Dr. Cassie Quigley
Department Chair and Associate Professor
Dr. Cassie Quigley is an Associate Professor of Science Education in the Department of Instruction of Learning at the School of Education at the University of Pittsburgh. She received her doctorate in Curriculum & Instruction at Indiana University in 2010. As former biology and physics teacher, she wondered how science was distancing students by eliminating certain knowledges and voices. While her scholarship on voice and power began many years ago studying discourse practices in science classrooms, the same underlying questions form the arc of her current research which asks the question, ““How can STEM be transformed to embrace multiple knowledges, a critical stance towards content and schooling?” She centers those individuals and communities, most often on the margins, as the focus of her work by asking critical questions about their participation in science.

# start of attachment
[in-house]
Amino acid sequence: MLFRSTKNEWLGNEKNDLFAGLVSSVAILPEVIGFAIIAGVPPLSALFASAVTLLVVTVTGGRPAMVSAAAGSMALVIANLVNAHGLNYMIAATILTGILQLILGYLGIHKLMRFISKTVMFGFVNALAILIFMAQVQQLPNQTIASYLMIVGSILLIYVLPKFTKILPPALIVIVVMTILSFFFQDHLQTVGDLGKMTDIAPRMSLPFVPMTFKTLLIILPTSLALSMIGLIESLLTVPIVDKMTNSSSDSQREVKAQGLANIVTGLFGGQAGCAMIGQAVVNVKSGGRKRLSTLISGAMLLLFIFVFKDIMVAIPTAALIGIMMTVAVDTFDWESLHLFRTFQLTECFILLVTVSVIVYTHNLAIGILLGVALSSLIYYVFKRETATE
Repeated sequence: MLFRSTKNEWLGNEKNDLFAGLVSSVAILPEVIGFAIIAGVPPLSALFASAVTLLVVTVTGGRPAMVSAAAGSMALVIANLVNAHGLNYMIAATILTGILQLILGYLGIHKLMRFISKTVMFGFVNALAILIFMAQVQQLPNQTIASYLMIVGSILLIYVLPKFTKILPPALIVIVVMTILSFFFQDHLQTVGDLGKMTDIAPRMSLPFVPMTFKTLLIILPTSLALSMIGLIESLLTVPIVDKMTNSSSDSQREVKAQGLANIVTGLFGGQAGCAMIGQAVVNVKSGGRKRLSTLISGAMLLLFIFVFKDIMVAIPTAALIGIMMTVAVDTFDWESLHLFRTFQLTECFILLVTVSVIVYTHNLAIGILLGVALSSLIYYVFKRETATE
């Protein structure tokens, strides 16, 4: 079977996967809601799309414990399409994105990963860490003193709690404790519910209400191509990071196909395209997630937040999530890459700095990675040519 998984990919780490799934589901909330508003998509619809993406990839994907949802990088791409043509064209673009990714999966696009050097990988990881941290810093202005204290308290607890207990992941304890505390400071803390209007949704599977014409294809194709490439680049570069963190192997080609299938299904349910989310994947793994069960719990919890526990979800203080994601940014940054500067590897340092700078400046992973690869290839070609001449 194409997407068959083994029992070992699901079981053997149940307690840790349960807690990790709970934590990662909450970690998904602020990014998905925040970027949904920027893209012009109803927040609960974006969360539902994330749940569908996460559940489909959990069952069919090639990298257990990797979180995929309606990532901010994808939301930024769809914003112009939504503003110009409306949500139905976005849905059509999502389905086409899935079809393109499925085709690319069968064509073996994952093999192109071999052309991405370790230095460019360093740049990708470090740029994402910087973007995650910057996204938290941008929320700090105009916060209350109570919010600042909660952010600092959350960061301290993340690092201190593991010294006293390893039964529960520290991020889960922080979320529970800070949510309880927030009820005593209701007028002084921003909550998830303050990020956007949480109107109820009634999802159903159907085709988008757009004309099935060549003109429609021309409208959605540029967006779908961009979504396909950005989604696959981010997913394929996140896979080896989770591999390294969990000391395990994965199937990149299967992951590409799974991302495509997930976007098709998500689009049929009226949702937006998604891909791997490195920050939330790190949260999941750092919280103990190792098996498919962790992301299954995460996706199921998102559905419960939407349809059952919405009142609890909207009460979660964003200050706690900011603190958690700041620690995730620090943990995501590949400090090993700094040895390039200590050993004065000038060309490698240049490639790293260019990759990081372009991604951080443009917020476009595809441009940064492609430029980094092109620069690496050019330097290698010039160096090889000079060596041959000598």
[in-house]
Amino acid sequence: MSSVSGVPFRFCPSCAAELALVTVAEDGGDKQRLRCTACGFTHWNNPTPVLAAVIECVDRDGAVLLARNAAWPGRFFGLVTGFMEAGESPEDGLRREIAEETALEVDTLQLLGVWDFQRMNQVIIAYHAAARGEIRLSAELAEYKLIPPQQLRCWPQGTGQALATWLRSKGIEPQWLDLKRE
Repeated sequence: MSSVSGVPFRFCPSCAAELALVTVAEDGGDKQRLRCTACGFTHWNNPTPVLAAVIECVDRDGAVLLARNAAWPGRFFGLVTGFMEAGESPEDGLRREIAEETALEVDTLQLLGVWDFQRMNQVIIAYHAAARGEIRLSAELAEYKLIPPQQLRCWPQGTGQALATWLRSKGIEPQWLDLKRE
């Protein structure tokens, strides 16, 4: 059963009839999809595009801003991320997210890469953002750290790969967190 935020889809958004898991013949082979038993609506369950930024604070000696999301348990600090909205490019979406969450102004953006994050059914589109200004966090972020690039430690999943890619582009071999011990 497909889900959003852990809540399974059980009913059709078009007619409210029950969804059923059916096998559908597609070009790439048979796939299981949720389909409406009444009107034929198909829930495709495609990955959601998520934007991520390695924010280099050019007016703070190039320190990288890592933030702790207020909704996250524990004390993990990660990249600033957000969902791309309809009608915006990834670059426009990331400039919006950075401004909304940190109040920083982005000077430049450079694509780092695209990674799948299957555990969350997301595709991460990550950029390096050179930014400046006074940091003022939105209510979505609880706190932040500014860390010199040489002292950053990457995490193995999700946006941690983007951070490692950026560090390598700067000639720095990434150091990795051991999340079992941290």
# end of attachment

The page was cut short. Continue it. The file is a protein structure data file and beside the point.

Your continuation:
Her current projects include understanding how girls and students of color can transform STEM education. Specifically, she is interested in how formation of STEM occupational identity can be leveraged to change the way we teach STEM. Through two grants (Grable and the National Science Foundation) She is working with ten schools across PA to study how their teaching of co-designed student-driven curriculum can be implemented in a variety of settings.
At Pitt, she directs the STEAM Education Program, is a member of the university’s Environmental Sustainability Coalition, and is the Chair of the Department of Teaching, Learning, and Leading. She is also the program chair for AERA’s Qualitative Research Special Interest Group, on the diversity committee for the Association for Science Teacher Educators, and on the coordinating committee for SEEDS (Science Educators for Equity, Diversity, and Social Justice).
Dr. Tinukwa Boulder
Associate Department Chair and Associate Professor